Wangchuk Tenzing Namgyal – From monarch to monk

AN ELGIN EXCLUSIVE FEATURE by Kavishvi Pahwa

Around 1,200 individuals streamed bowing and rubbing their heads in front of their new Chogyal three times. They put before him, no matter how bad or ragged they were, white scarves worth Rs 7 each. There was a glimmer of familial empathy with brothers and sisters as their eyes touched. The recognition of the people was meaningful to Tenzing and he stood calmly on his “throne” to greet them as they flooded in. As he settled himself into his new position” the confusion and sorrow apparent at the funeral of Palden Thondup Namgyal were quickly replaced with a silent faith and assurance.

The past of Sikkim is full of fascinating tales of ups and downs, of strong and weak leaders, and of a bloody war between many races. It is commonly believed in Sikkim that the House of Namgyal, the former ruling family of the kingdom, has a curse. No physically flawless human could ever rule the former empire, contrary to urban myth. The new Chogyal has a minor impediment to voice. Even he is not the first in the succession line. In 1941, his elder brother,’ the legitimate heir,’ was killed in Karachi as an RAF pilot. There was also a marked physical defect in the previous Chogyal of Sikkim, Sir Tashi Namgyal: he was almost blind in one eye.

Wangchuk Tenzing Namgyal, Elgin Hotels and Resort

Image by @mahalaya_journeys, Instagram

Wangchuk Namgyal was a crowned monarch before he gave up his throne 35 years ago
He is the Sikkim’s “golden boy” by all accounts, having “a magnificent outer presence,” in the words of one family member. He was a famous figure in Gangtok, a keen sportsman, a successful scholar (he was completing his Tripos at Cambridge when Sikkim was annexed and chose to return to support his father). A few years ago, he is said to have told a shocked Indian political office that it was incorrect if India felt it might swallow Sikkim. “We will stick to you like a leech and draw blood.” Chogyal Wangchuk Tenzing Namgyal, born on 1 April 1953, is the second son of the last sovereign king of Sikkim, Palden Thondup Namgyal. Educated in Harrow, he is also the new successor of the Namgyal family and the Sikkim throne claimant. Wangchuk Namgyal was announced as the 13th Chogyal of Sikkim on 29th January 1982.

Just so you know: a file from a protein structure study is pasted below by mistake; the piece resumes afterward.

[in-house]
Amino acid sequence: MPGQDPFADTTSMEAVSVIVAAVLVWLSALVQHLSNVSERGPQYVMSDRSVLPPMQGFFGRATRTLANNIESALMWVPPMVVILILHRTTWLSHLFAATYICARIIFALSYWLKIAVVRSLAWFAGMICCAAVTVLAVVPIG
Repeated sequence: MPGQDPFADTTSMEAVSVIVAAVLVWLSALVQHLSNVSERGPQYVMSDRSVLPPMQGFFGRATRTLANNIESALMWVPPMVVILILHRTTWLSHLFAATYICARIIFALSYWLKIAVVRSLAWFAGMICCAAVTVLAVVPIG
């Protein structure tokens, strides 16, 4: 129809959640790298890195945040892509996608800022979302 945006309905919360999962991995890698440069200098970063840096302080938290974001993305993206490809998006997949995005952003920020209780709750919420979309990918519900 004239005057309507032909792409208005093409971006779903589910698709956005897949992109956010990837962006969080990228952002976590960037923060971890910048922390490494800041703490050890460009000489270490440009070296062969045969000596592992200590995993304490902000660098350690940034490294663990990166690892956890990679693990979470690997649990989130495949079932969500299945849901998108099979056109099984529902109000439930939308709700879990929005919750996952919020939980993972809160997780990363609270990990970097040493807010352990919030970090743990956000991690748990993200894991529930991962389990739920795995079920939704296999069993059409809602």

Chogyal Wangchuk Namgyal attempted for several years to make the most of a terrible job defending the material and temporal legacy of his forefathers. Finally, he had to understand that these things were not decided along the lines of justice, but along the lines of influence. He set off on the divine path, ‘Lord of the three Realms.’ His Highness became a humble devotee under the supervision of the Most Venerable Chatral Rinpoche and endured the daunting Great Retreat of three years, three months and three days. Since, as a disciple of the eminent Dzogchen master, the 13th Chogyal is deepening his exploration into the three realms, entrusting his duties relating to the protection and conservation of the religious and cultural heritage of the kingdom to the Tsuklakh5ang Trust, a body founded in August 1982.
Wangchuk Tenzing Namgyal - From Monarch to Monk, Elgin Hotels and Resorts
Image by Chogyal the Religious King of Sikkim , Facebook

It is up to the people to accept and acknowledge me as the new Chogyal, and you can see the support I have been shown by the people. – Wangchuk Tenzing Namgyal

While his temporarily elected predecessors stress the authority to govern that is translated as the right to abuse, moral and spiritual leadership is the priority of the Chogyal. Knowing that one’s own ego is the most formidable opponent to conquer, he is an undisturbed practitioner and custodian of the teachings that formed the foundation for the creation of a distinctive Sikkimese identity.34 years ago, Chogyal Wangchuk Namgyal, dismissed his coronation as an “unnecessary state ceremony”. 

Once crowned monarch, he now lives the reclusive life of a monk. Wangchuk Namgyal has preferred to slip into monasteries, caves and resultant oblivion despite being the scion of the Chogyal dynasty. In at least some of his previous subjects and mockery by those opposed to the former royalty, Namgyal still evokes awe. Monarchists also wonder about his whereabouts and well-being. In Gangtok, the laid-back capital of the state,’ where is he’ and how is he’ are common subjects of conversations behind closed doors of many households.